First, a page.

Hiring Mike Kitchen as assistant coach was a solid move by Jacques Martin and the Florida Panthers. The former Blues bench boss and ex-NHL blueliner will help the team’s youngish defense corps realize its potential.
Â• Farewell , Mike Ricci. Not only did you demonstrate that looks don’t count for much in the hockey world, but you also proved the lofty expectations heaped upon top prospects needn’t always be precisely realized in order to have a successful pro career.
In his days with the Ontario League’s Peterborough Petes, Ricci was heralded as one of the game’s Next Big Things, on par with fellow junior phenoms Eric Lindros and, um, Pat Falloon. The Toronto native never ascended to Hall-of-Fame-type heights, but over the course of his 16 years in the NHL, he developed into a valued all-around player, beloved teammate and Stanley Cup champion. That’s more than some Hall-of-Famers ever will be able to claim. (For more on Ricci, read Ryan Dixon’s opinion column.)
Â• On the flipside of the retirement coin is former NHLer Eric Weinrich, who announced the end of his playing career in 2006, but is on the verge of signing a one-year contract with the American League’s Portland Pirates.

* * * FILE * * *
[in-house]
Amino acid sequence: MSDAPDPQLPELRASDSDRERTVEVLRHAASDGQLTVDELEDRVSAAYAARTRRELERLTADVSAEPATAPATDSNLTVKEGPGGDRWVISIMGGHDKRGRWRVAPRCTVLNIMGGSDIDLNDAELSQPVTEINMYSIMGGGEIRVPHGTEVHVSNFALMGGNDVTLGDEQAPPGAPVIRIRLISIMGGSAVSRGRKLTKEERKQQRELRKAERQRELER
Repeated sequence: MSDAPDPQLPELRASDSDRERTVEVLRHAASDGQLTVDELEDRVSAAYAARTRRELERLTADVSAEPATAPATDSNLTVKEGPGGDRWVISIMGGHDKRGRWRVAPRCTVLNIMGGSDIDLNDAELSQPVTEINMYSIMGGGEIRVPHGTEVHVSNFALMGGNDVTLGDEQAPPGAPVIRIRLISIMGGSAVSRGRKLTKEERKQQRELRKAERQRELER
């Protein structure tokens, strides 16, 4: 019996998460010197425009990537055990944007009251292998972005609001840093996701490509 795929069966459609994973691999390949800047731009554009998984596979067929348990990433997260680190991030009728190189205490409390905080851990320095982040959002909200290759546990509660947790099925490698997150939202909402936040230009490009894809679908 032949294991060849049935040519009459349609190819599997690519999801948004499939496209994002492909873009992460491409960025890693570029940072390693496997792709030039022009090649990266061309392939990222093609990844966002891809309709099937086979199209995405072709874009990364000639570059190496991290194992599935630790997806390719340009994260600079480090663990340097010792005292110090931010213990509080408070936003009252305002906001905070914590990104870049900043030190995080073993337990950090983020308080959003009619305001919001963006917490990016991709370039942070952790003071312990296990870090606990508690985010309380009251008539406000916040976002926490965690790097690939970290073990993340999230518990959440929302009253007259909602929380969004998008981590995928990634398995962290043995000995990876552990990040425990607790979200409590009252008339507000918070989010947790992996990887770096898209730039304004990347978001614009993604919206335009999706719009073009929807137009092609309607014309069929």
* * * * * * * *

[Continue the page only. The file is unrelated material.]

Weinrich, who was raised and schooled in Maine, initially began his post-playing career as an assistant coach with the Pirates, but signed a 25-game contract in January to help teach the team’s developing defenders. And now, at age 40, he’s agreed to continue that role for the entire ’07-08 season.
Like Mike Keane in Manitoba, Weinrich will be riding buses for a relative pittance. When they talk about guys playing for the Â“love of the game,Â” these are the types they’re referring to.
Â• With sweet, sweet vacation only a couple days away, this will be my final blog entry until early September. Until then, my indomitable colleagues will be blogging (and answering Ask Adam questions) from time to time. Have a great and safe what’s-left-of-August.
Ricci is one of those forwards who should have won a Selke Award that was too often in his time given to the player who had a real good offensive season but was overshadowed by someone who had a great one
– Stephen J. Holodinsky